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What NOT To Do on Twitter

Customer Service Isn't Asking Too Much, Is It?

Customer Service Isn't Asking Too Much, Is It?

Yesterday I was on Twitter, my new home away from home.  I thoroughly enjoy the complexities of certain conversations, the learning opportunities and the camaraderie of Twitter.  It’s a fun community and a place to build relationships.  You can agree where you like, choose to disagree where you feel appropriate and in the end pull away a little smarter.

All was well until I noticed a post by an internet marketing consultant/saleman for a prominent SEO site.  On this particular day it would be safe to assume this person was not closing enough of his prospects.  His use of language about his lack of success would be inappropriate for this blog, but his comments in general were of particular offense to me as a businessman.  I engaged him in a side conversation to qualify his statement and it was quickly evident he was oblivious.  Oblivious in more ways than one.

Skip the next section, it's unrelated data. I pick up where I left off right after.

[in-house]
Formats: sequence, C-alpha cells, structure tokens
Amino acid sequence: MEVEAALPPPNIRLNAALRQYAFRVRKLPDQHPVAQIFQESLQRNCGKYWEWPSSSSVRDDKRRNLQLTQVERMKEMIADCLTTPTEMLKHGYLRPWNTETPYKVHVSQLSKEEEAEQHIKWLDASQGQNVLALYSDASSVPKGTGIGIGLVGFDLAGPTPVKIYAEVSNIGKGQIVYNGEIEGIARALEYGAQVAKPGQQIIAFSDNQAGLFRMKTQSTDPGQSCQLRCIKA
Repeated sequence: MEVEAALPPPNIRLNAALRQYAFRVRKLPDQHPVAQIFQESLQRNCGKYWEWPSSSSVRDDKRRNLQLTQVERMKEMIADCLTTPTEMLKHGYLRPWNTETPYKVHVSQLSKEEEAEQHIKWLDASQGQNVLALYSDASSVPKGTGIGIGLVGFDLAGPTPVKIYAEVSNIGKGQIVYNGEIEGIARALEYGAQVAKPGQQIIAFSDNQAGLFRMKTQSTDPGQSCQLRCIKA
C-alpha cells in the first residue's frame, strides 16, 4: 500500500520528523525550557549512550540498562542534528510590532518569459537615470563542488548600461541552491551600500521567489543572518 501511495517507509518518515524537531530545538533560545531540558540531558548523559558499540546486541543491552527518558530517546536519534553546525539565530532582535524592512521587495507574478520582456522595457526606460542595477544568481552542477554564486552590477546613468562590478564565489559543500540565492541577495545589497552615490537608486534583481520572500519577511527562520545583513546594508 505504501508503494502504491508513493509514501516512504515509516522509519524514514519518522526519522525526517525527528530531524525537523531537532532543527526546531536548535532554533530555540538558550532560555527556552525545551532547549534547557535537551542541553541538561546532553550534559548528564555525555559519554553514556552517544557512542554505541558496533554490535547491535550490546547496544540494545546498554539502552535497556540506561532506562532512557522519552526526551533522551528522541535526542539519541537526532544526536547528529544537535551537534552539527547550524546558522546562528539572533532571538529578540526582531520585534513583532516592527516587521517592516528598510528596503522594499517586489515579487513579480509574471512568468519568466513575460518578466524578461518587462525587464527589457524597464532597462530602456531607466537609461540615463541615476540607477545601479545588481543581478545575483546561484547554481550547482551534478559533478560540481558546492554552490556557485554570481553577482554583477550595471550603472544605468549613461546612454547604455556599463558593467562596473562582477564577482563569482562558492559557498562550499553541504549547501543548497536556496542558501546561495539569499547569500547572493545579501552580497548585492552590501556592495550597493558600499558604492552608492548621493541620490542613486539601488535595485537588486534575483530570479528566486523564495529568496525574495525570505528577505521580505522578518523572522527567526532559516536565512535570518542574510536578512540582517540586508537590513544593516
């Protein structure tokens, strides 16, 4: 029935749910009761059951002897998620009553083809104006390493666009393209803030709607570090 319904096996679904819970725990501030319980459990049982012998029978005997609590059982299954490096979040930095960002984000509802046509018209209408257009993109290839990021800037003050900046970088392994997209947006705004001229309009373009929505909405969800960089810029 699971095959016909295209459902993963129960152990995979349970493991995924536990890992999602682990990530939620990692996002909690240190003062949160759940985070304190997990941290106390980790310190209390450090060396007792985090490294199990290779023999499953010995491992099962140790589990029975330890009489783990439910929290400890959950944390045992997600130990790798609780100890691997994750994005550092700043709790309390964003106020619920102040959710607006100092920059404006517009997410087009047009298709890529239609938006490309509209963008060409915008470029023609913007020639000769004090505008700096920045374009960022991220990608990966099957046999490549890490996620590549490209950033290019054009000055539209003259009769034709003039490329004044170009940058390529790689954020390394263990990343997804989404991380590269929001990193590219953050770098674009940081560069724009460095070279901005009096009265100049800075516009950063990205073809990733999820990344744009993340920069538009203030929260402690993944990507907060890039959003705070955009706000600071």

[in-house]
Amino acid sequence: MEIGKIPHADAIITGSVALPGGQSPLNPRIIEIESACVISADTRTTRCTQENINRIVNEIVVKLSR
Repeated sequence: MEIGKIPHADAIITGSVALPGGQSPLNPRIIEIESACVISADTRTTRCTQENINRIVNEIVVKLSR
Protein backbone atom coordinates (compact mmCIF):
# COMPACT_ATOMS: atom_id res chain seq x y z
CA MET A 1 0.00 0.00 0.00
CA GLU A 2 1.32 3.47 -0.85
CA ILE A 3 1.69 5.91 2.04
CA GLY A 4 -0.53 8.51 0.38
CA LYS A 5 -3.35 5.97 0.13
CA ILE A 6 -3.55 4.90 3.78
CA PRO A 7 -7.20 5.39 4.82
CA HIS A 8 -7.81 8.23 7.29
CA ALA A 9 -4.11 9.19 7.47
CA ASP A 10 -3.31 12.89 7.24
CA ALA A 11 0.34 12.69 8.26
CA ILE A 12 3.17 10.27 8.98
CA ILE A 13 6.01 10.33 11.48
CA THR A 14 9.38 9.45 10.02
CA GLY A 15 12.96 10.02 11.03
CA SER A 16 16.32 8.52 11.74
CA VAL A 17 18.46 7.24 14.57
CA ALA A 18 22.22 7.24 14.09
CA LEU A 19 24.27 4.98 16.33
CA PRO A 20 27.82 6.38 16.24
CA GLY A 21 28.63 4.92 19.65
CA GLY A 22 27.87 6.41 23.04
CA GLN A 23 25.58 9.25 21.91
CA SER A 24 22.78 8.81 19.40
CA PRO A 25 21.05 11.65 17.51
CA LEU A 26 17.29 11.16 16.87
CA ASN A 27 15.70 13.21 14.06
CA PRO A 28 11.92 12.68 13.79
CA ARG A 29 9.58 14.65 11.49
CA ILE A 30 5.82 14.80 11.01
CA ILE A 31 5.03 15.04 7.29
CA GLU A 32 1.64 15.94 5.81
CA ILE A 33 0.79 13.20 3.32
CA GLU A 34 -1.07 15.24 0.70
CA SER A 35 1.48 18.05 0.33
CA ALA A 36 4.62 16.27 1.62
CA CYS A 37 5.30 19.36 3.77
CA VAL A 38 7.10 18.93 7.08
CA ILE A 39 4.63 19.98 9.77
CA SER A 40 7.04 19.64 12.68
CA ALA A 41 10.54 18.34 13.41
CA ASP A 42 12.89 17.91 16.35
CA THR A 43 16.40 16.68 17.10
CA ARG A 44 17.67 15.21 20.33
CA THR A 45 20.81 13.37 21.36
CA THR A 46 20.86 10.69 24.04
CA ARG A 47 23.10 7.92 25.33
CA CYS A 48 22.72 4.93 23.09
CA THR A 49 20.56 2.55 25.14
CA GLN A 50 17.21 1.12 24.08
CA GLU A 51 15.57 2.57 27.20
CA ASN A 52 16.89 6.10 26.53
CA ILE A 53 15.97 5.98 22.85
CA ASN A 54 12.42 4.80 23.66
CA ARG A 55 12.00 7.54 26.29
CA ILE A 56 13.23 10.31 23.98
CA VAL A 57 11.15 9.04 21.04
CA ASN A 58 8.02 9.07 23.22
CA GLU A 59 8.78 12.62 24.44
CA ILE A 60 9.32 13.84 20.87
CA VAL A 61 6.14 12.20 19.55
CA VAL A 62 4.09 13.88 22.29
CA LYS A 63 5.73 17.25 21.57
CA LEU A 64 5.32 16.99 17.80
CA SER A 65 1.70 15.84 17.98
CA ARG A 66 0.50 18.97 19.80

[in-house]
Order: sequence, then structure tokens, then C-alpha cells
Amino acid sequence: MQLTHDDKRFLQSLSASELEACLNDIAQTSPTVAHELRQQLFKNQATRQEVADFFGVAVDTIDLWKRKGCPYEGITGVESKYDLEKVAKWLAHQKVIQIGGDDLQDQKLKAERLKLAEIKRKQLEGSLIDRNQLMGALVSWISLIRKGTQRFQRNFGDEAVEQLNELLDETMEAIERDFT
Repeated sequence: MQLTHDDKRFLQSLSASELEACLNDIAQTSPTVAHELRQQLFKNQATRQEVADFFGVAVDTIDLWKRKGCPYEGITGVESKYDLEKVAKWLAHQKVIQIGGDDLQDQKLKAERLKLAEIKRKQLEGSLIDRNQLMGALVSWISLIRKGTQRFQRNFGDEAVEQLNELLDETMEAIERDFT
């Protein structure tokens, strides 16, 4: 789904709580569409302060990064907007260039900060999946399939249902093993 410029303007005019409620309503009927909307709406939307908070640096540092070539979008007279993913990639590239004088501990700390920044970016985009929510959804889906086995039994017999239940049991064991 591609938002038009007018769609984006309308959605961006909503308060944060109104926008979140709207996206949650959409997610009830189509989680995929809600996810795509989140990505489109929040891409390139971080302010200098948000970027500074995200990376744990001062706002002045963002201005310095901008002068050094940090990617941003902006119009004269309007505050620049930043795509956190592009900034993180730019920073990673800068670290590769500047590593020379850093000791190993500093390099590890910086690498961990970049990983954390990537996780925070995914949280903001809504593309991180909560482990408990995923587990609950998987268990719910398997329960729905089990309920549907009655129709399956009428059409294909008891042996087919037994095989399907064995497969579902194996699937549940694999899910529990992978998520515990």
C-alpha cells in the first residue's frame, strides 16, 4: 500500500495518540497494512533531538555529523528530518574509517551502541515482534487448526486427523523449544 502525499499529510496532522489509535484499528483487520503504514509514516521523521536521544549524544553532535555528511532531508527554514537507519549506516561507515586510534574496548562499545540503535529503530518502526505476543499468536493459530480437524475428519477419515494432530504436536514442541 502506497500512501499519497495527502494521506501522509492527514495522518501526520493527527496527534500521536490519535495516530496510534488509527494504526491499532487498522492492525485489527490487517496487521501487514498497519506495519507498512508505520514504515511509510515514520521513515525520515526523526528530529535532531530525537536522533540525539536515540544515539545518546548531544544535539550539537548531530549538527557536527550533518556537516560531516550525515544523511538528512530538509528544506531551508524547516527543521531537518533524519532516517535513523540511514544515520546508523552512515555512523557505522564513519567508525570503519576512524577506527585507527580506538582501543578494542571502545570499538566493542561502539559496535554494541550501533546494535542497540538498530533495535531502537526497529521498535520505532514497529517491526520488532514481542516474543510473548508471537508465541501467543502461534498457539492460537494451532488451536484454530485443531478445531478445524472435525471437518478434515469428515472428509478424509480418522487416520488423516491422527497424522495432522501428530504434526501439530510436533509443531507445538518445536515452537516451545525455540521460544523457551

Please take note:  Twitter is an online community of individuals.  You can learn much.  You can open doors of many kinds.  And like other social networks, it is a place to extend your personal brand – and that of your company’s.  If you place your org’s information in your profile, then you owe it to yourself and your company to act with a certain level of decorum and maturity.  With many opportunities, why would you ever consider launching an attack that would be deemed offensive by many who use Twitter like marketing directors? And with so many eyes?

Social networks are about relationships and about building your brand with very little expense.  Part of building relationships no doubt involves common courtesy including a level of customer service.   Another part involves respecting potential clients and people in general.  Take my advice – treat people with respect and you will surely see it come back to you.  Go the route of this salesperson in question – and you may find yourself reaching your full potential, working on a different computer one day.  One that calculates french fry, shake, and hamburger combos…

What do you think?  Should you include your company name in your profile and not be accountable?


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